It is prescient that Alan Loy McGinnis, the man who wrote the book on friendship, grew up in a happy, friendly family among the Society of Friends (also known as Quakers), in Friendswood, Texas. Accepting Christ at age eleven during a 1944 camp meeting, McGinnis initially hoped to pursue a business career like his father. But as he matured in the faith he felt the call of God, and consequently enrolled in Bible school. He first attended Bob Jones University, then transferred to Pacific Bible College (now called Asuza Pacific), then moved to Wheaton College, completing his undergraduate courses in 1955. Pacific’s president, Dr. Cornelius Haggard, comments in a 1952 letter to Wheaton’s registrar, Dr. Enock Dyrness, that this bright chap “…is an unusually fine Christian gentleman, thoroughly dependable and trustworthy. Intellectually, he is far above the average…his social abilities indicate outstanding leadership.”
McGinnis continued his studies at Princeton University, Fuller Theological Seminary and Columbia University, acquiring degrees in theology and psychology. Ordained as a pastor in the United Presbyterian denomination, he was also a licensed marriage, child and family counselor. Tragedy erupted for him in 1974 when, after serving congregations in New Jersey, Illinois and California, his twenty-year marriage ended. Shattered, he lent serious consideration to his own emotions. “After that experience,” he recalls, “I wanted to learn more about love…I found that the basic principles of friendship were at work in all intimate relationships: children, mate, parents.” His research led to The Friendship Factor (1979), which received the 1980 Campus Life Award as Best Book of the Year in the General Interest Category. Shortly after, McGinnis, certain that everyone has the ability to cultivate meaningful relationships, embarked on the lecture circuit, appearing regularly on radio and television, while also conducting workshops for large churches and motivational seminars for Merrill Lynch, General Motors, IBM, Metropolitan Life and the Marine Corps. Exploring similar themes, he followed-up with The Romance Factor (1982), Bringing Out the Best in People (1985), Confidence (1987), The Power of Optimism (1990) and The Balanced Life (1997), all written within a Christian context, but not explicitly religious in approach. His articles were published in The Saturday Evening Post, Cosmopolitan, Good Housekeeping, Guideposts and Christian Herald.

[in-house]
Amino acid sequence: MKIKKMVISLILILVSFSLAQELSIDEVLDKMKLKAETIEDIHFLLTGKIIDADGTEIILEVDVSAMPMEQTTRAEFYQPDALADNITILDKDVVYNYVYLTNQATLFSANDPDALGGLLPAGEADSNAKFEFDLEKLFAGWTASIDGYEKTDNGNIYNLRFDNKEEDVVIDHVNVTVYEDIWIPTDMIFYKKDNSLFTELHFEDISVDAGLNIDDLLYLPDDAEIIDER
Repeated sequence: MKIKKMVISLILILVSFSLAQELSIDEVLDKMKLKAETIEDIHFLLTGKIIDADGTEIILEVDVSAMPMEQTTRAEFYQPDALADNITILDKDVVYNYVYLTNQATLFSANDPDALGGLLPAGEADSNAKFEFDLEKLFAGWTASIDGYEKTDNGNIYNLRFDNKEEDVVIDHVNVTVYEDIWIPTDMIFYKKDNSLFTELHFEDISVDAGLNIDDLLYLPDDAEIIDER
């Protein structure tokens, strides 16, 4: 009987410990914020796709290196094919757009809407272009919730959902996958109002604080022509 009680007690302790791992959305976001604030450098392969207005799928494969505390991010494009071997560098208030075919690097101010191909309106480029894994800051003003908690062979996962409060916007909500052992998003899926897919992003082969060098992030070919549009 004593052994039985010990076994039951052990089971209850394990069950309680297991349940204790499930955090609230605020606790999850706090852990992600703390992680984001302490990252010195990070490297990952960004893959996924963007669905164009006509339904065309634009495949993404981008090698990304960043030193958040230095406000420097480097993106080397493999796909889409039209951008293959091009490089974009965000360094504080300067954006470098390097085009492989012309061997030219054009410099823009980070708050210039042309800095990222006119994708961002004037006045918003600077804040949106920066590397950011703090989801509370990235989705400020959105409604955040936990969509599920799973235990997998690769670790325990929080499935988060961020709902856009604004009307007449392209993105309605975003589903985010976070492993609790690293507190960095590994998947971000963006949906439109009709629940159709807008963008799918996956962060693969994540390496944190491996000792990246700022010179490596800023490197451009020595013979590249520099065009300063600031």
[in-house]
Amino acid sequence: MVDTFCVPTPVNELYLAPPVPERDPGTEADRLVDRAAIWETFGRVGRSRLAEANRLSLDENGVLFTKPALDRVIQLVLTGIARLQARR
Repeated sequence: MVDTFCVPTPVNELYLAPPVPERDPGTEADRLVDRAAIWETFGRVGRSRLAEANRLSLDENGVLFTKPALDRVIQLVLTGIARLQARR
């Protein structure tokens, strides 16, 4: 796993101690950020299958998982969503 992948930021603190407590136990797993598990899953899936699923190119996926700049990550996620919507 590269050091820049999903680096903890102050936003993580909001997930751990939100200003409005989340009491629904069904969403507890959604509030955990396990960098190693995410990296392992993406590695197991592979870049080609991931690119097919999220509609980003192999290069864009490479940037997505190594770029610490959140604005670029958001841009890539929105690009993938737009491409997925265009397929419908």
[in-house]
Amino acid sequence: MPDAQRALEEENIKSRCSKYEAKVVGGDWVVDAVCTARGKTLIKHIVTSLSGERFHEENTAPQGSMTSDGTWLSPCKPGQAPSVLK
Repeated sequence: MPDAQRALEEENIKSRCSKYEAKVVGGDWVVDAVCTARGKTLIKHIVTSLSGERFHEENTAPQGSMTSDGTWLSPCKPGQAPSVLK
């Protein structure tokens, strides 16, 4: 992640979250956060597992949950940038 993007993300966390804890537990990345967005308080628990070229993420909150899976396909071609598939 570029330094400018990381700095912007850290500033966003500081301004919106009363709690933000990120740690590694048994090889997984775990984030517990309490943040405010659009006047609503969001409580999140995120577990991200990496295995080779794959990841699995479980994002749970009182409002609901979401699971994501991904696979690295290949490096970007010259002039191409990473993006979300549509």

The first edition of The Friendship Factor (revised 2004) sold more than 350,000 copies, and has been translated into Finnish, German, Spanish, Dutch, Chinese and Afrikaans.
In addition to speaking and writing, Dr. Alan Loy McGinnis co-founded and directed Valley Christian Counseling Center in Glendale, California. The clinic attempts to combine the procedures of medicine with the principles of the Christian faith, desiring to heal the whole person, employing techniques pioneered by Dr. Paul Tournier. At the time of his death in 2005 at 72, McGinnis had been married to his second wife, Diane, for 31 years.